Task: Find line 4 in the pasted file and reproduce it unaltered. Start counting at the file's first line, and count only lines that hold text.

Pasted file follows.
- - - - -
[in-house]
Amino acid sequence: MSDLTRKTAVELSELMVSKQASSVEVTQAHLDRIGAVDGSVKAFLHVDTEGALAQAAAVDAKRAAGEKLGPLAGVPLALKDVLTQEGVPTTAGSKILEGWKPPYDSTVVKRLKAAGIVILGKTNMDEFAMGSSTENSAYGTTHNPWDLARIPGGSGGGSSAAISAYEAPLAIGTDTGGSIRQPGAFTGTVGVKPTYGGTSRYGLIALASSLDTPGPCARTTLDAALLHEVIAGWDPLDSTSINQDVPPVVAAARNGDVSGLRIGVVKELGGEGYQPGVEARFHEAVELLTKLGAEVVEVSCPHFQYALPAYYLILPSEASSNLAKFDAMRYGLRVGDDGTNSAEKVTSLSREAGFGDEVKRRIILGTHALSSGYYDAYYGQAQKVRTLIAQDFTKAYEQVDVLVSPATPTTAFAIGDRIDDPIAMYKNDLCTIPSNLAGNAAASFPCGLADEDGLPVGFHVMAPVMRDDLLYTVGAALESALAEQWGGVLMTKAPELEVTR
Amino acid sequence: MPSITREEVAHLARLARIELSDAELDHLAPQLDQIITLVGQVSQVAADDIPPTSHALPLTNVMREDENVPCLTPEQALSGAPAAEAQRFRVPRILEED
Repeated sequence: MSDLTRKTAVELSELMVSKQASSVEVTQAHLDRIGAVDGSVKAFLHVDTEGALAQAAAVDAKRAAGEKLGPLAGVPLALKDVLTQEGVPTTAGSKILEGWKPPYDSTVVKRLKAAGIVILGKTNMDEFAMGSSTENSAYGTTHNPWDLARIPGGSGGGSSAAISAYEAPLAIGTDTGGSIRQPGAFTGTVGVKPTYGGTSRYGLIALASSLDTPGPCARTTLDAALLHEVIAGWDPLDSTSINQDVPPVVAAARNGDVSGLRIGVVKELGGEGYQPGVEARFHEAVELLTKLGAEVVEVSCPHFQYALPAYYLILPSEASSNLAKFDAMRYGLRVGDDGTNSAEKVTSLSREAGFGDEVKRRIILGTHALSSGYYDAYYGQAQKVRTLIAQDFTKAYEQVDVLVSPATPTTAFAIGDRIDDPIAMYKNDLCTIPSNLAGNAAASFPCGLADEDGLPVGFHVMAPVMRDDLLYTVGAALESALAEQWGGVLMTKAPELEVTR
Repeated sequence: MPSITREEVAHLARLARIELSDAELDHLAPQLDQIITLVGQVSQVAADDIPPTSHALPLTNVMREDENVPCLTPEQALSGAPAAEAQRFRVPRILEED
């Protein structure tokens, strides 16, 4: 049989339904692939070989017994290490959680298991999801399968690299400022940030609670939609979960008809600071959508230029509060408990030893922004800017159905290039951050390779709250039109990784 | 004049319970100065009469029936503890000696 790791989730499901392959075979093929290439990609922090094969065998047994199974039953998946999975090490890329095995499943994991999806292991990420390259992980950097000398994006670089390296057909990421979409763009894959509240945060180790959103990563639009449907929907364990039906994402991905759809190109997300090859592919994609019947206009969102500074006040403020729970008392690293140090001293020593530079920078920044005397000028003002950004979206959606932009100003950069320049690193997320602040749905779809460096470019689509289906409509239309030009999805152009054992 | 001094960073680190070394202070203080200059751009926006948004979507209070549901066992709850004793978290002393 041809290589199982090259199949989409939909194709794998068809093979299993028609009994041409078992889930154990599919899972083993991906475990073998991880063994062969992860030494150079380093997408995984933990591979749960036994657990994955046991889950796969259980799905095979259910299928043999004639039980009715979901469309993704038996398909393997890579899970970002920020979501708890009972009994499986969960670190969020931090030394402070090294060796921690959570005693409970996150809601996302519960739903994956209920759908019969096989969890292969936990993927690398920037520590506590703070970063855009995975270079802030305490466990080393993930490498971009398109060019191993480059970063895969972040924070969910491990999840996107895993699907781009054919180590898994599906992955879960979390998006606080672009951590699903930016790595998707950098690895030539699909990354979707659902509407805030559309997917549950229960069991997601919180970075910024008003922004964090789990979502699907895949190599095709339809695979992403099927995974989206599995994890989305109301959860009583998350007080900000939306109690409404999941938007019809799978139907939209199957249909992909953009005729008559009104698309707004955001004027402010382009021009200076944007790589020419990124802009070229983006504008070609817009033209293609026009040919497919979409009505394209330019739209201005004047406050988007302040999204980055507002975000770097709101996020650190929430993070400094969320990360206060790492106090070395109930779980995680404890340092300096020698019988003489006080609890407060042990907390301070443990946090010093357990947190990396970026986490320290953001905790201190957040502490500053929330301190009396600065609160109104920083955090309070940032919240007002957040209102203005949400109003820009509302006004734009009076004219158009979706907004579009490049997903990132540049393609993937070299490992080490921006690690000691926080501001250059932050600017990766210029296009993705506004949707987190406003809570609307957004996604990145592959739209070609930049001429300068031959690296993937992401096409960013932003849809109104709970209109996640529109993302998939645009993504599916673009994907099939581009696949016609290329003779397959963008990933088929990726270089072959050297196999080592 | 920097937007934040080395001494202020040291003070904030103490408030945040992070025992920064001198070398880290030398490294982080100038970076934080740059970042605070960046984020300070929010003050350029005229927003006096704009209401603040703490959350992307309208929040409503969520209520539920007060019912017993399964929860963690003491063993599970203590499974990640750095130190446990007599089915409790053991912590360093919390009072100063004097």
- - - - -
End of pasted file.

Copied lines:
Repeated sequence: MSDLTRKTAVELSELMVSKQASSVEVTQAHLDRIGAVDGSVKAFLHVDTEGALAQAAAVDAKRAAGEKLGPLAGVPLALKDVLTQEGVPTTAGSKILEGWKPPYDSTVVKRLKAAGIVILGKTNMDEFAMGSSTENSAYGTTHNPWDLARIPGGSGGGSSAAISAYEAPLAIGTDTGGSIRQPGAFTGTVGVKPTYGGTSRYGLIALASSLDTPGPCARTTLDAALLHEVIAGWDPLDSTSINQDVPPVVAAARNGDVSGLRIGVVKELGGEGYQPGVEARFHEAVELLTKLGAEVVEVSCPHFQYALPAYYLILPSEASSNLAKFDAMRYGLRVGDDGTNSAEKVTSLSREAGFGDEVKRRIILGTHALSSGYYDAYYGQAQKVRTLIAQDFTKAYEQVDVLVSPATPTTAFAIGDRIDDPIAMYKNDLCTIPSNLAGNAAASFPCGLADEDGLPVGFHVMAPVMRDDLLYTVGAALESALAEQWGGVLMTKAPELEVTR